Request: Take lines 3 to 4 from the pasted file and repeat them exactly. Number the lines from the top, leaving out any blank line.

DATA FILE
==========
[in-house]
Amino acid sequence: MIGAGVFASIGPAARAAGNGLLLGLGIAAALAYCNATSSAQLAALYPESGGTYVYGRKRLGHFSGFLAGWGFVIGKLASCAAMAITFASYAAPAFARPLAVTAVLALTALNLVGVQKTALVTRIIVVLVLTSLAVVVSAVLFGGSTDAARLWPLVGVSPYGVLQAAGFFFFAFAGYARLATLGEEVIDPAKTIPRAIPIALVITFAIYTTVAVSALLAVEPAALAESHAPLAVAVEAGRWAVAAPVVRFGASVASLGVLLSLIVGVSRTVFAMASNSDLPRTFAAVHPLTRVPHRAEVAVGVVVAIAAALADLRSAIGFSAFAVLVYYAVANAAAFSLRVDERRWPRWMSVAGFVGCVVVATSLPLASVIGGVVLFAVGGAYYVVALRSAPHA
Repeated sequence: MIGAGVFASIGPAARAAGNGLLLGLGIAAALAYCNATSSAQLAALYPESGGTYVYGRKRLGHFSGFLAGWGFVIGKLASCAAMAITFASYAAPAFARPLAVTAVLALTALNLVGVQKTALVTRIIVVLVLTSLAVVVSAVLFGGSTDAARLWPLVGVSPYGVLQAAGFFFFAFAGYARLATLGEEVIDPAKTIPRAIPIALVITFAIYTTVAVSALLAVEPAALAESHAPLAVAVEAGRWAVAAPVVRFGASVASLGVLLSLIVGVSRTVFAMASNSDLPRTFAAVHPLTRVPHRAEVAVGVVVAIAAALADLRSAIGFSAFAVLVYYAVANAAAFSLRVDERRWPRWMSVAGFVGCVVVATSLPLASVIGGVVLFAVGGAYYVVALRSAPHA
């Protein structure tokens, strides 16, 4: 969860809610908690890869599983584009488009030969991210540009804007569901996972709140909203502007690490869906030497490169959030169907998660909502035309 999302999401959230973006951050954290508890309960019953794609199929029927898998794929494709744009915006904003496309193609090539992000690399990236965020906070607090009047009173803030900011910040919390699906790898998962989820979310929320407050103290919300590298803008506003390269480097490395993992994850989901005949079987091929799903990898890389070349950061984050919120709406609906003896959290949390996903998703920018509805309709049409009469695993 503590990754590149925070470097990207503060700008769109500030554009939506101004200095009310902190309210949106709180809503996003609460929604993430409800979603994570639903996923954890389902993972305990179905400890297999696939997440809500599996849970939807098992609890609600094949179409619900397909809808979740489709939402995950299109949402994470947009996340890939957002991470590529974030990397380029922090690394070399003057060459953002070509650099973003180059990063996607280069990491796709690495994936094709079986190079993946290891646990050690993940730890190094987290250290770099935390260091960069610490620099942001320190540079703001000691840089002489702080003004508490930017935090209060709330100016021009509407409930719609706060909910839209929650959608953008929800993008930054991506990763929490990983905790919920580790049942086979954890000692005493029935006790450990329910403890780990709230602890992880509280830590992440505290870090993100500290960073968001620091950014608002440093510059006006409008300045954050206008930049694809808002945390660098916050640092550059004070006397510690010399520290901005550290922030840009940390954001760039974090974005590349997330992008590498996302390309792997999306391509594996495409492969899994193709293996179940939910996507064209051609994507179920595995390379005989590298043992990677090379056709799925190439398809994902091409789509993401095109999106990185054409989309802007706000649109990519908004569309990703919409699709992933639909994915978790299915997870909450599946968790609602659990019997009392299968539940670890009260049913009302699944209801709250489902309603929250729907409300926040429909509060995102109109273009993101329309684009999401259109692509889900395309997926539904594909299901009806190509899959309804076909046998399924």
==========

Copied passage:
Repeated sequence: MIGAGVFASIGPAARAAGNGLLLGLGIAAALAYCNATSSAQLAALYPESGGTYVYGRKRLGHFSGFLAGWGFVIGKLASCAAMAITFASYAAPAFARPLAVTAVLALTALNLVGVQKTALVTRIIVVLVLTSLAVVVSAVLFGGSTDAARLWPLVGVSPYGVLQAAGFFFFAFAGYARLATLGEEVIDPAKTIPRAIPIALVITFAIYTTVAVSALLAVEPAALAESHAPLAVAVEAGRWAVAAPVVRFGASVASLGVLLSLIVGVSRTVFAMASNSDLPRTFAAVHPLTRVPHRAEVAVGVVVAIAAALADLRSAIGFSAFAVLVYYAVANAAAFSLRVDERRWPRWMSVAGFVGCVVVATSLPLASVIGGVVLFAVGGAYYVVALRSAPHA
């Protein structure tokens, strides 16, 4: 969860809610908690890869599983584009488009030969991210540009804007569901996972709140909203502007690490869906030497490169959030169907998660909502035309 999302999401959230973006951050954290508890309960019953794609199929029927898998794929494709744009915006904003496309193609090539992000690399990236965020906070607090009047009173803030900011910040919390699906790898998962989820979310929320407050103290919300590298803008506003390269480097490395993992994850989901005949079987091929799903990898890389070349950061984050919120709406609906003896959290949390996903998703920018509805309709049409009469695993 503590990754590149925070470097990207503060700008769109500030554009939506101004200095009310902190309210949106709180809503996003609460929604993430409800979603994570639903996923954890389902993972305990179905400890297999696939997440809500599996849970939807098992609890609600094949179409619900397909809808979740489709939402995950299109949402994470947009996340890939957002991470590529974030990397380029922090690394070399003057060459953002070509650099973003180059990063996607280069990491796709690495994936094709079986190079993946290891646990050690993940730890190094987290250290770099935390260091960069610490620099942001320190540079703001000691840089002489702080003004508490930017935090209060709330100016021009509407409930719609706060909910839209929650959608953008929800993008930054991506990763929490990983905790919920580790049942086979954890000692005493029935006790450990329910403890780990709230602890992880509280830590992440505290870090993100500290960073968001620091950014608002440093510059006006409008300045954050206008930049694809808002945390660098916050640092550059004070006397510690010399520290901005550290922030840009940390954001760039974090974005590349997330992008590498996302390309792997999306391509594996495409492969899994193709293996179940939910996507064209051609994507179920595995390379005989590298043992990677090379056709799925190439398809994902091409789509993401095109999106990185054409989309802007706000649109990519908004569309990703919409699709992933639909994915978790299915997870909450599946968790609602659990019997009392299968539940670890009260049913009302699944209801709250489902309603929250729907409300926040429909509060995102109109273009993101329309684009999401259109692509889900395309997926539904594909299901009806190509899959309804076909046998399924």